How the clownfish earned its stripes: Color pattern evolution in coral reef fishes
Coral reef fishes, including clownfish, display a wide variety of colors but it remains unclear how these colors evolved or how they develop throughout a fish’s life. Research published in BMC Biology sheds new light on the evolution of different stripe patterns in clownfish and on how these patterns change as individuals from different species grow from larvae into adults.
Dr. Laudet added: “It is also interesting that while clownfish species vary in their number of stripes from zero to three, there is limited variation in how these stripes are organised. In all two-striped species, the stripe nearest the tail has been lost, while the head and the trunk stripes are retained. All one-striped species have retained the head stripe and have lost the trunk and tailfin stripes. So, some fish have no stripes at all, while others have one stripe near the head, one stripe each near the head and on the trunk, or three stripes near the head, on the trunk, and near the tail, but you will never find a clownfish with just one stripe near the tail, or one stripe near the tail and one near the head.”
In order to investigate the molecular mechanisms that underlie stripe formation and loss, the authors treated clownfish larvae with a substance known to suppress stripe development in zebrafish. The substance works by targeting certain receptors in iridophores; the cells that produce a reflective/ iridescent color. The authors found that larvae treated with the substance did not fully develop stripes or developed no stripes at all in a dose-dependent manner.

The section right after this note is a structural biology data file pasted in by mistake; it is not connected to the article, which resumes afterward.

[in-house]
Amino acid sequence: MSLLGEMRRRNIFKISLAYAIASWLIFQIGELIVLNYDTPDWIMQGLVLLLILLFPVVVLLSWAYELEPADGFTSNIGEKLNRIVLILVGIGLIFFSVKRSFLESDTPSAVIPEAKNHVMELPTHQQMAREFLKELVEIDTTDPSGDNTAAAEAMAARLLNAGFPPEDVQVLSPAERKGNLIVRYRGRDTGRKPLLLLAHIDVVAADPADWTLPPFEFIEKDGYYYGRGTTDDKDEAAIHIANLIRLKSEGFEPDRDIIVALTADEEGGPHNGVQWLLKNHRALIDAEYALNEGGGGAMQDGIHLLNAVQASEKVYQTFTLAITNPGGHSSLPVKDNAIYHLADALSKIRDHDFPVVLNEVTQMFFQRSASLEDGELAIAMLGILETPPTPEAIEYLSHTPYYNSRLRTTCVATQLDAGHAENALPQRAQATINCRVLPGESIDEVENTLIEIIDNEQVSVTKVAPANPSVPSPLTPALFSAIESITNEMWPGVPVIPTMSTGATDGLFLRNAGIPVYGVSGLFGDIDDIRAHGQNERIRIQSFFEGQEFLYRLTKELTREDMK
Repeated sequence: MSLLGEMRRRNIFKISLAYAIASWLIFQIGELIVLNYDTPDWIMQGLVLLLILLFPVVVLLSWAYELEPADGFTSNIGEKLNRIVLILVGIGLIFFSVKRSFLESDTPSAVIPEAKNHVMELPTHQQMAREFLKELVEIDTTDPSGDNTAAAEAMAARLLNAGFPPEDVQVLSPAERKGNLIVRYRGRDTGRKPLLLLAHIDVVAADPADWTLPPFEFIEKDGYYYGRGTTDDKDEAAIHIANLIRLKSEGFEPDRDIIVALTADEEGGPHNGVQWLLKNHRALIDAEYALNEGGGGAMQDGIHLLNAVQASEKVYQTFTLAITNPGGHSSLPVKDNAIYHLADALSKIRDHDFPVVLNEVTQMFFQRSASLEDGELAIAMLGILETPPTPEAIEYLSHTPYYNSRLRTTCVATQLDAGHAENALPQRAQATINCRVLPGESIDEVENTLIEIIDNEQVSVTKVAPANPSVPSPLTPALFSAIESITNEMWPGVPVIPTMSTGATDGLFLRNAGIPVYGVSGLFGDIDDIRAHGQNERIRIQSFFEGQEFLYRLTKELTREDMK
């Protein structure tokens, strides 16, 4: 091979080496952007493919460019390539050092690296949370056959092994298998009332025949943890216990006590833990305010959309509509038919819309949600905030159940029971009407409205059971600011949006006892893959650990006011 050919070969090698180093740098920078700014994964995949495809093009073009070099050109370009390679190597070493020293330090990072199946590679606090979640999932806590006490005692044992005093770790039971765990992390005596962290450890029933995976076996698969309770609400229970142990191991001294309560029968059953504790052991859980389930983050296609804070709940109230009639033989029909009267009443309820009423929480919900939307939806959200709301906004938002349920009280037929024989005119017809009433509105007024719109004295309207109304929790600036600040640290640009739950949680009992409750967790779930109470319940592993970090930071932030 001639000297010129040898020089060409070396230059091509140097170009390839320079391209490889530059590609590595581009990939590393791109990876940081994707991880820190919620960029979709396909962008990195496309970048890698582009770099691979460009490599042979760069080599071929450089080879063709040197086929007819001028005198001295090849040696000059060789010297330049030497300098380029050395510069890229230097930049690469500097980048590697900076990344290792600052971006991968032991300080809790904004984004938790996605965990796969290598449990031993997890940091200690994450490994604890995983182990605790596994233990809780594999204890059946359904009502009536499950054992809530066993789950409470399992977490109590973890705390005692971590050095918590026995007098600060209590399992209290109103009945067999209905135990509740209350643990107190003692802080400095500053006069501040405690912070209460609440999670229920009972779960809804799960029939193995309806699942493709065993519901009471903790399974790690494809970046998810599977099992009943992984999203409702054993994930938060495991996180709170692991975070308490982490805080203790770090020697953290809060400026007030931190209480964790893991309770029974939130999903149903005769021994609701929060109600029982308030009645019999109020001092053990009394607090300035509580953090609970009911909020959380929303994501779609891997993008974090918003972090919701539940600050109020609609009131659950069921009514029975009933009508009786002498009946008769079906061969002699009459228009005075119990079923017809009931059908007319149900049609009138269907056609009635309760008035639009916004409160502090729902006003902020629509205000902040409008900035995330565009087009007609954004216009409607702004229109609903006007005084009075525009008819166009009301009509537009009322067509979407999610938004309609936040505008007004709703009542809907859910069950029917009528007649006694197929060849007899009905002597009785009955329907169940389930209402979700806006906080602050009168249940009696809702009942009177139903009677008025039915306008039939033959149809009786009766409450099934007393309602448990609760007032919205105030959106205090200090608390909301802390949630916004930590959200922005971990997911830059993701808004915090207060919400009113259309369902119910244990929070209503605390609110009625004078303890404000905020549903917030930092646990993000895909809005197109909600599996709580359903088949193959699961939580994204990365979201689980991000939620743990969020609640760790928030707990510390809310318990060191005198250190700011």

The findings suggest that the white stripes in clownfish are produced by iridophores and that a decrease in the number of these cells will inhibit stripe formation.
Dr. Laudet said: “Because coral reef fishes provide examples of complex color patterns, they offer a unique opportunity to better understand the origin of these traits. Unraveling the mysteries of why pigmentation patterns from coral reef fish are so diverse, how they evolved and where their diversity originated will help us to understand the formation of very complex phenotypes.”
The authors also suggest a possible purpose for the different stripe patterns; they may allow clownfish to recognize individuals belonging to the same species, including potential partners for reproduction.